The rooms in Musée du Louvre still have the royal ambience of the former palatial home situated on the Right Bank of Paris. Take a Louvre guided tour to experience the royal palace’s architecture, including the Grand Staircase, the pyramid by I.M. Pei, and some of these palatial rooms turned galleries.
The Gallery Housing 19th Century French Paintings
If you have ever opened a history textbook in high school, some of it will spring back to your mind when you tour the galleries of Louvre Museum. Nowhere this can be as pronounced as in the Denon Wing of the museum that houses large-format French paintings tracing back to the 19th Century. They include Delacroix’s famous painting made during the July Revolution of 1830, Liberty Leading the People, and several architectural highlights.
Staircase Featuring Winged Victory of Samothrace
Just as you climb up to reach a room in Denon Wing of the Louvre, you will get to see this headless statue representing the Greek goddess, Nike. The sculpture sits on a ship’s prow and is one of the top works of art in Louvre Museum. This summer, the replica of this statue is set to be erected on the Greek island named Samothrace. However, the original marble statue will remain a part of Louvre Museum tours.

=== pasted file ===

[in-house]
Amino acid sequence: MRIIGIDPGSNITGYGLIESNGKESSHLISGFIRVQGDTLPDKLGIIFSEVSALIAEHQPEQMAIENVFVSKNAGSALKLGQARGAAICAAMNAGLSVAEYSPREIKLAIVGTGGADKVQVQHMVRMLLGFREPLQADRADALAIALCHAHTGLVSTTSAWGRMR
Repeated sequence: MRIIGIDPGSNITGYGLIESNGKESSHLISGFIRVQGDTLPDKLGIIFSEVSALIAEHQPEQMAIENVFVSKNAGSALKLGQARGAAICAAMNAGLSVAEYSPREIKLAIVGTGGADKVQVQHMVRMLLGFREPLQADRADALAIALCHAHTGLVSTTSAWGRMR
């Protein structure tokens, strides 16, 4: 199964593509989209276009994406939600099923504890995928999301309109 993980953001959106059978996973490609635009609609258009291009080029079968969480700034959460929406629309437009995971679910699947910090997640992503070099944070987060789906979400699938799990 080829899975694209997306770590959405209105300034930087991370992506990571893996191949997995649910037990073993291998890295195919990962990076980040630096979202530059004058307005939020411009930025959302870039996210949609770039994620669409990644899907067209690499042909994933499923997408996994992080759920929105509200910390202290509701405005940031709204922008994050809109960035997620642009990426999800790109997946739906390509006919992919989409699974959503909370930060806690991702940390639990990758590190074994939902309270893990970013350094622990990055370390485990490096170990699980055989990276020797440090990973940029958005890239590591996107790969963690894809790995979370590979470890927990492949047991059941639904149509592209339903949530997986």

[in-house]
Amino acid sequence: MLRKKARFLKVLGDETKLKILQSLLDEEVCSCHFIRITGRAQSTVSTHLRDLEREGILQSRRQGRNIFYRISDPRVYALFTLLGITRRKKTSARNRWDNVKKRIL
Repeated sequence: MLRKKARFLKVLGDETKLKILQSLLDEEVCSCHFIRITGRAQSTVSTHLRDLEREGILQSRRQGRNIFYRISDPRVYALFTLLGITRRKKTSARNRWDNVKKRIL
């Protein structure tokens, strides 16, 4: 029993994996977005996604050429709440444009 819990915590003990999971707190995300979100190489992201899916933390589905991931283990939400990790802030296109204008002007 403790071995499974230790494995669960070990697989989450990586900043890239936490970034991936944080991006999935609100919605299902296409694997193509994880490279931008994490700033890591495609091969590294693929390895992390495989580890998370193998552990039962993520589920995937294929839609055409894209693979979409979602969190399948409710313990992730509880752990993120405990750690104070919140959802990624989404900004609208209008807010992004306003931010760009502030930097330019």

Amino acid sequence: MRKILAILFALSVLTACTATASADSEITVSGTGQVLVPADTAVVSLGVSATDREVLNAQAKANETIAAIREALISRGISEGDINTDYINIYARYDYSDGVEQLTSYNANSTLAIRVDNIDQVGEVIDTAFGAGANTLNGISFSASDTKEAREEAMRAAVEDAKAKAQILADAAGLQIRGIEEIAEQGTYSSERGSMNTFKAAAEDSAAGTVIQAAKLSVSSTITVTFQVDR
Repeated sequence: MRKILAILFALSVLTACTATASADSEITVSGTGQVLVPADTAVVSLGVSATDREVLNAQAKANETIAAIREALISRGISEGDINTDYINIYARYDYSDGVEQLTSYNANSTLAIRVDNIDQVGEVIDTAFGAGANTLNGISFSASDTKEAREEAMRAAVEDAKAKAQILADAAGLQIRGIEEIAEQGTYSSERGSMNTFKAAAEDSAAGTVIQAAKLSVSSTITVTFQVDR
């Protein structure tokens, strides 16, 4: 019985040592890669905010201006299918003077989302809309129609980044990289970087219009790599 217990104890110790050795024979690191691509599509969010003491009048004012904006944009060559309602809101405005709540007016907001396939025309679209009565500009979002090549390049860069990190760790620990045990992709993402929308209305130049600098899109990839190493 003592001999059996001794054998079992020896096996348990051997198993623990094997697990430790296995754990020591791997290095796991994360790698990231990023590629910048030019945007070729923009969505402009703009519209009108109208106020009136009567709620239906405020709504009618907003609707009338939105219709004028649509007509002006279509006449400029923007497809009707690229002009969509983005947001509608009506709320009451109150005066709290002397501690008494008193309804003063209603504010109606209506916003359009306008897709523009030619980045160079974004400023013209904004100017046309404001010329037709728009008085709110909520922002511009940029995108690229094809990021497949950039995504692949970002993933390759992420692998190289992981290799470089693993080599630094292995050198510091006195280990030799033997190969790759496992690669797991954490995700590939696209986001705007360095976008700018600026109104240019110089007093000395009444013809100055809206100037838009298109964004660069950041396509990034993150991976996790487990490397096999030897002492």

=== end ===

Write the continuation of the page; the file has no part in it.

Courtyards Covered in Glass Ceilings in Richelieu Wing
There are two glass-covered courtyards in the museum’s wing in the first level and both houses striking marble sculptures and are interspersed with trees. All this make the courtyards’ ambience more like a garden tucked inside the museum. When you see it under sunlight emitting through the glass ceilings here, you will admire the beauty of the statues even more. What’s more, there are several benches to take a seat and enjoy the sights on display.
The Salon of Napoleon III Apartments
Once you see plenty of masterful works of art on a Louvre guided tour, make it a point to reach the room number 87 in Richelieu Wing to get a contrast from what you have experienced up until then. The Grand Salon is filled with upholstery comparable to those in Versailles Palace. The painting of Eugénie de Montijo, who was Napoleon III’s wife, plastered on the wall is impressive, and so is the adjacent palatial room.
The staircase that spirals along Richelieu Wing seems more of an optical illusion if viewed from certain top angles. It was designed by the French architect, Hector-Martin Lefuel, and is one of the staircases in the Louvre giving a surreal feel to the onlookers.